National Catholic Reporter

The Independent News Source

April 12-25, 2013

All things new

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I believe each human being has a vision of a new world, a world different from the one in which we’re actually living, a world free from the pain and frustrations we’re daily forced to endure. Such dreaming seems to be an essential trait of human nature.

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Responding to his voice

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Practically none of our Scripture writers take pen to papyrus unless there are problems in the communities for whom they write. Surfacing these problems is one of the main tasks of biblical exegetes. There never was a “golden age” of faith; each generation of believers had difficulties putting their faith into their everyday lives, difficulties that continue to pop up generations and centuries later. That’s why people of faith eventually saved these particular writings. They helped them understand the implications and pitfalls of their own faith.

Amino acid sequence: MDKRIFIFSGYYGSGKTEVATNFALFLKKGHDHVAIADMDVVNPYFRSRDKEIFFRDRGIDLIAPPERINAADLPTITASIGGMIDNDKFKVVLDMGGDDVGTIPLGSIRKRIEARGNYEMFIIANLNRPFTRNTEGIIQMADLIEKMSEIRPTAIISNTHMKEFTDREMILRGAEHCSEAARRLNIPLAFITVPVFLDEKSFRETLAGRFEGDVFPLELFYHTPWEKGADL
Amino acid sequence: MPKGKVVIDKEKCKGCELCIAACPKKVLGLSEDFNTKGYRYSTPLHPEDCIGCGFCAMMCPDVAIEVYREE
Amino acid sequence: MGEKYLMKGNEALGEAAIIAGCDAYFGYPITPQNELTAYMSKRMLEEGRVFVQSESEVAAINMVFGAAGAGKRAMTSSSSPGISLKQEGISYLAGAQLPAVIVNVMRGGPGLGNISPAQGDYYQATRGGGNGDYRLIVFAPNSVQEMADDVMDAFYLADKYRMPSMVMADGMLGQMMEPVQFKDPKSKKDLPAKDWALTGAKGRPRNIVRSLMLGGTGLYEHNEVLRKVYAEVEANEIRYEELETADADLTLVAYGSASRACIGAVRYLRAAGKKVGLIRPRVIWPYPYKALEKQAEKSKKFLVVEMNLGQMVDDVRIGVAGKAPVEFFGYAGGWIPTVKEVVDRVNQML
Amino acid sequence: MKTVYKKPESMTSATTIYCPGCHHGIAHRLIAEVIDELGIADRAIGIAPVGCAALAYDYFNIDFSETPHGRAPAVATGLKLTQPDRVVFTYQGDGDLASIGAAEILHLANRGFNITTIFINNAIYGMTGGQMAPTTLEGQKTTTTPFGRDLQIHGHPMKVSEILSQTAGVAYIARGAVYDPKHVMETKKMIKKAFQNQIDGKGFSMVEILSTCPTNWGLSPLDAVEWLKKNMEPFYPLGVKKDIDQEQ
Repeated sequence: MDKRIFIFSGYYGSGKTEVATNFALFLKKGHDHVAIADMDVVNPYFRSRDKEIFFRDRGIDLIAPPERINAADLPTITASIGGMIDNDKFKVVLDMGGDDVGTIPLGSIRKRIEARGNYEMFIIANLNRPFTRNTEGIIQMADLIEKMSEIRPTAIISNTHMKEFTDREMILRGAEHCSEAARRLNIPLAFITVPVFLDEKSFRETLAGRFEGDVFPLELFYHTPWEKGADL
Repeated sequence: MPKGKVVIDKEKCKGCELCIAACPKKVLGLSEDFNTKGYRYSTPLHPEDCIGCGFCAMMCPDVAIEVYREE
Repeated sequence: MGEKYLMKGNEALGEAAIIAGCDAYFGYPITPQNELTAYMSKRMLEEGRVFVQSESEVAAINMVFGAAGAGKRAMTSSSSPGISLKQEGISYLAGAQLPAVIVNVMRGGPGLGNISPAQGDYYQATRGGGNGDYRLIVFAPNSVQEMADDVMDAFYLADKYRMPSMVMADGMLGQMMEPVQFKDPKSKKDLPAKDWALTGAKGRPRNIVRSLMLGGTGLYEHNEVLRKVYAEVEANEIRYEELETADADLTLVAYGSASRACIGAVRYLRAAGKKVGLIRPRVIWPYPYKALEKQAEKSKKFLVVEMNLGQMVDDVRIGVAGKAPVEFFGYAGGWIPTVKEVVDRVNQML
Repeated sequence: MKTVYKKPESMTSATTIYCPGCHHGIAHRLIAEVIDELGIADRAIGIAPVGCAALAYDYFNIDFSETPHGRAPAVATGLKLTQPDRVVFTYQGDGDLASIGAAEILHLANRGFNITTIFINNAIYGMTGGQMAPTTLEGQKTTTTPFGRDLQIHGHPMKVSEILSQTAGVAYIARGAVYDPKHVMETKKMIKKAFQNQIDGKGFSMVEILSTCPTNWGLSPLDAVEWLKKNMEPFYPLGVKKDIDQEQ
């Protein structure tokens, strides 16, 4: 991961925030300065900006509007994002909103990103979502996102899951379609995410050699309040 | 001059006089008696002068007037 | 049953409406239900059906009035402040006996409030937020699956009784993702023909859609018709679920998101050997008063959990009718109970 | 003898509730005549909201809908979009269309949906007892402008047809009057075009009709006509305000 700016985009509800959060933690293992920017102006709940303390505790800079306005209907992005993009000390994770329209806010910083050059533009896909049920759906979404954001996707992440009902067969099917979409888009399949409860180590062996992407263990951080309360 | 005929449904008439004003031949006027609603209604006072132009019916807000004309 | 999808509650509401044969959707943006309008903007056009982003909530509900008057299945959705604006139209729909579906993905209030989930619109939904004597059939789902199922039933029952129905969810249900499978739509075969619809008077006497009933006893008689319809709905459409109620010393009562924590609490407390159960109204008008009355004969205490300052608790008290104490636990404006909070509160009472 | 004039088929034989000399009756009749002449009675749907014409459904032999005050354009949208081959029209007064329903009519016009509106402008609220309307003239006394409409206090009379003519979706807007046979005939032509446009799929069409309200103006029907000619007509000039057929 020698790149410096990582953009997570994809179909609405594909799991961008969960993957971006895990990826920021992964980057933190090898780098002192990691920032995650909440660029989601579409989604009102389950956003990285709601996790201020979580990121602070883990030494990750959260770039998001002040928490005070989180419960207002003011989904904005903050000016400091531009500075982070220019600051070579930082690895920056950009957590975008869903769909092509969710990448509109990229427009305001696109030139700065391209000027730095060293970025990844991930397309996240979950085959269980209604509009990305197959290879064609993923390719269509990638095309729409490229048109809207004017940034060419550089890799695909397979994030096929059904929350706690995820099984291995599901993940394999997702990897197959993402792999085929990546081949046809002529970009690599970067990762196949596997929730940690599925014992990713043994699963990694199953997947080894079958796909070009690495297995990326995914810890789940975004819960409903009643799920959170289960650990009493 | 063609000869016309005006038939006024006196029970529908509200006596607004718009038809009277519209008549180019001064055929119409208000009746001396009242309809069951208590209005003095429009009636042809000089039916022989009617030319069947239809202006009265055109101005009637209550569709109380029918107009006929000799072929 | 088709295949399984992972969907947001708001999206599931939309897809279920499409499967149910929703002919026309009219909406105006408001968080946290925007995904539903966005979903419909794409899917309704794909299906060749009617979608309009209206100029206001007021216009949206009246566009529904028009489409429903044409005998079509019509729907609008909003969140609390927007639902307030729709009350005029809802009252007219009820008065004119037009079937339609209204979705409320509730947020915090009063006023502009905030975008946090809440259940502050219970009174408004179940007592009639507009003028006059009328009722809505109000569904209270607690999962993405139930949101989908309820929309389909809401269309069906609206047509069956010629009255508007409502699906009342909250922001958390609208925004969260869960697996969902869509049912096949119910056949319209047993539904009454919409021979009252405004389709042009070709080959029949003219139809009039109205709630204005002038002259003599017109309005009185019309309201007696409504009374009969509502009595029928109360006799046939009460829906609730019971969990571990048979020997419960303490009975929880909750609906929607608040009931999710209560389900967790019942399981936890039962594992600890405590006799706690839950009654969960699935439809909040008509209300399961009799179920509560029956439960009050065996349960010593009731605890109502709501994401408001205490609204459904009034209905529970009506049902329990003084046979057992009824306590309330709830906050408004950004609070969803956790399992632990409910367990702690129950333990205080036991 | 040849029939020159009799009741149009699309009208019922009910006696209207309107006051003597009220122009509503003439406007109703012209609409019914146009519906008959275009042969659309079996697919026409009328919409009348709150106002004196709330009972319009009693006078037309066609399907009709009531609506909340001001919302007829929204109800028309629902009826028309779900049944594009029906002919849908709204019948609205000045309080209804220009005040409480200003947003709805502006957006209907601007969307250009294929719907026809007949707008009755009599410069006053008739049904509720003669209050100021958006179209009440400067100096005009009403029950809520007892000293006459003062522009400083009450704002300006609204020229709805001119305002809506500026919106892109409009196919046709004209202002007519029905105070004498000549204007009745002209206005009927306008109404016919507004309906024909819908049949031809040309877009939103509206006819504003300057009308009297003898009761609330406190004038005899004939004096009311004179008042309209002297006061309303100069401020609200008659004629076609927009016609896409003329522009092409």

Awaiting the surprises of a merciful God, like Francis asks

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My first take on Pope Francis was that he is masterful in the use of symbols. More recently, I'm asking myself if his core strength is a simplicity and transparency so attuned with the Gospels they shine through him, preached almost without words.

Most NCR readers I've spoken with seem to take one of two approaches to this young pontificate, both encouraging, one more guarded.

The landscapes of Dark Ages

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Historian Paul Collins didn’t intend it as such, but his The Birth of the West is partially an antidote to Thomas Cahill’s informative and entertaining, if overweening, How the Irish Saved Civilization.

04122013p17pha.jpgTHE BIRTH OF THE WEST: ROME, GERMANY, FRANCE, AND THE CREATION OF EUROPE IN THE TENTH CENTURY
By Paul Collins
Published by PublicAffairs, $29.99

Pages

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September 12-25, 2014

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